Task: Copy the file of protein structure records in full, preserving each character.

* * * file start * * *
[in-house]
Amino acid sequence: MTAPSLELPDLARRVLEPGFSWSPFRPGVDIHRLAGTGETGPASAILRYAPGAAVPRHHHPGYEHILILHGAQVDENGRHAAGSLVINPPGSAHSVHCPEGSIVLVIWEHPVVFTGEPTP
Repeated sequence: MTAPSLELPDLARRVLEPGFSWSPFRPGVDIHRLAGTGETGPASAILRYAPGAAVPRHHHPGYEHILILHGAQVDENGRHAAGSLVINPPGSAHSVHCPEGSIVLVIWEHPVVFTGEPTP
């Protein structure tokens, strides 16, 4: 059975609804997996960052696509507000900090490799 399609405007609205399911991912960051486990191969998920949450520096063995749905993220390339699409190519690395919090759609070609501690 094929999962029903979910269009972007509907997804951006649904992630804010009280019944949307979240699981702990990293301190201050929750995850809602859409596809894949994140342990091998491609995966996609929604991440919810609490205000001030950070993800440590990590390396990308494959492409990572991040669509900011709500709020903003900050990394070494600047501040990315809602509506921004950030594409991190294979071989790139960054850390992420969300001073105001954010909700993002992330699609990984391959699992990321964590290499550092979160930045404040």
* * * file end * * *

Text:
[in-house]
Amino acid sequence: MTAPSLELPDLARRVLEPGFSWSPFRPGVDIHRLAGTGETGPASAILRYAPGAAVPRHHHPGYEHILILHGAQVDENGRHAAGSLVINPPGSAHSVHCPEGSIVLVIWEHPVVFTGEPTP
Repeated sequence: MTAPSLELPDLARRVLEPGFSWSPFRPGVDIHRLAGTGETGPASAILRYAPGAAVPRHHHPGYEHILILHGAQVDENGRHAAGSLVINPPGSAHSVHCPEGSIVLVIWEHPVVFTGEPTP
């Protein structure tokens, strides 16, 4: 059975609804997996960052696509507000900090490799 399609405007609205399911991912960051486990191969998920949450520096063995749905993220390339699409190519690395919090759609070609501690 094929999962029903979910269009972007509907997804951006649904992630804010009280019944949307979240699981702990990293301190201050929750995850809602859409596809894949994140342990091998491609995966996609929604991440919810609490205000001030950070993800440590990590390396990308494959492409990572991040669509900011709500709020903003900050990394070494600047501040990315809602509506921004950030594409991190294979071989790139960054850390992420969300001073105001954010909700993002992330699609990984391959699992990321964590290499550092979160930045404040």